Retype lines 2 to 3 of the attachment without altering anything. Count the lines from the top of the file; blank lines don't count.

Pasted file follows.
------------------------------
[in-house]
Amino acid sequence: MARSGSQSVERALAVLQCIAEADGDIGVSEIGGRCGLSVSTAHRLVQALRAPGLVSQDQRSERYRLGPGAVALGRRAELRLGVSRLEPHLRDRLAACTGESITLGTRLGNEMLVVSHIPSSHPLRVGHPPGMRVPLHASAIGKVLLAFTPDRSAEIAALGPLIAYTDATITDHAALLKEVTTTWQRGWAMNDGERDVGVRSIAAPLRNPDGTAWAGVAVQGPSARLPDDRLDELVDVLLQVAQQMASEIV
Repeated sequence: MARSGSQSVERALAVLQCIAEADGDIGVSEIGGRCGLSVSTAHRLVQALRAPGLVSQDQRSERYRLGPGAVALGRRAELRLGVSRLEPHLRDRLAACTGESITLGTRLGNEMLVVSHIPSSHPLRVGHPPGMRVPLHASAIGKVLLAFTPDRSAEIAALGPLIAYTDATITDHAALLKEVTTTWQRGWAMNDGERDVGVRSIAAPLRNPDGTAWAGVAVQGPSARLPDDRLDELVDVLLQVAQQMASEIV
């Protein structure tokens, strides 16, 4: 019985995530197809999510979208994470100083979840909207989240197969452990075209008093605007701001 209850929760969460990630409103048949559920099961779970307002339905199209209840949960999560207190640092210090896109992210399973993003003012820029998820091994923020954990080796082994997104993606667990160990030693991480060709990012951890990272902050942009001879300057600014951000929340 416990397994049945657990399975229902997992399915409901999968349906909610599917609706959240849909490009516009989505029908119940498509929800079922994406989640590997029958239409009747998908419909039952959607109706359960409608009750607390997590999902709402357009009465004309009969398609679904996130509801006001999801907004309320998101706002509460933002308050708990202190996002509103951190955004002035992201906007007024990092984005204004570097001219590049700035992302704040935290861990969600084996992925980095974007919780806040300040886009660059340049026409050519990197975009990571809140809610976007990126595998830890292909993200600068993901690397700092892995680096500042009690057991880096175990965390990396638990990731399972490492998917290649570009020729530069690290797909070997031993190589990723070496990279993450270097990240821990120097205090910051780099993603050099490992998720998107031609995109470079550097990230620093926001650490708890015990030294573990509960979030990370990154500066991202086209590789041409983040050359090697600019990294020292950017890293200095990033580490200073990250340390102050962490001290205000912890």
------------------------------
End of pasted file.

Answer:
Amino acid sequence: MARSGSQSVERALAVLQCIAEADGDIGVSEIGGRCGLSVSTAHRLVQALRAPGLVSQDQRSERYRLGPGAVALGRRAELRLGVSRLEPHLRDRLAACTGESITLGTRLGNEMLVVSHIPSSHPLRVGHPPGMRVPLHASAIGKVLLAFTPDRSAEIAALGPLIAYTDATITDHAALLKEVTTTWQRGWAMNDGERDVGVRSIAAPLRNPDGTAWAGVAVQGPSARLPDDRLDELVDVLLQVAQQMASEIV
Repeated sequence: MARSGSQSVERALAVLQCIAEADGDIGVSEIGGRCGLSVSTAHRLVQALRAPGLVSQDQRSERYRLGPGAVALGRRAELRLGVSRLEPHLRDRLAACTGESITLGTRLGNEMLVVSHIPSSHPLRVGHPPGMRVPLHASAIGKVLLAFTPDRSAEIAALGPLIAYTDATITDHAALLKEVTTTWQRGWAMNDGERDVGVRSIAAPLRNPDGTAWAGVAVQGPSARLPDDRLDELVDVLLQVAQQMASEIV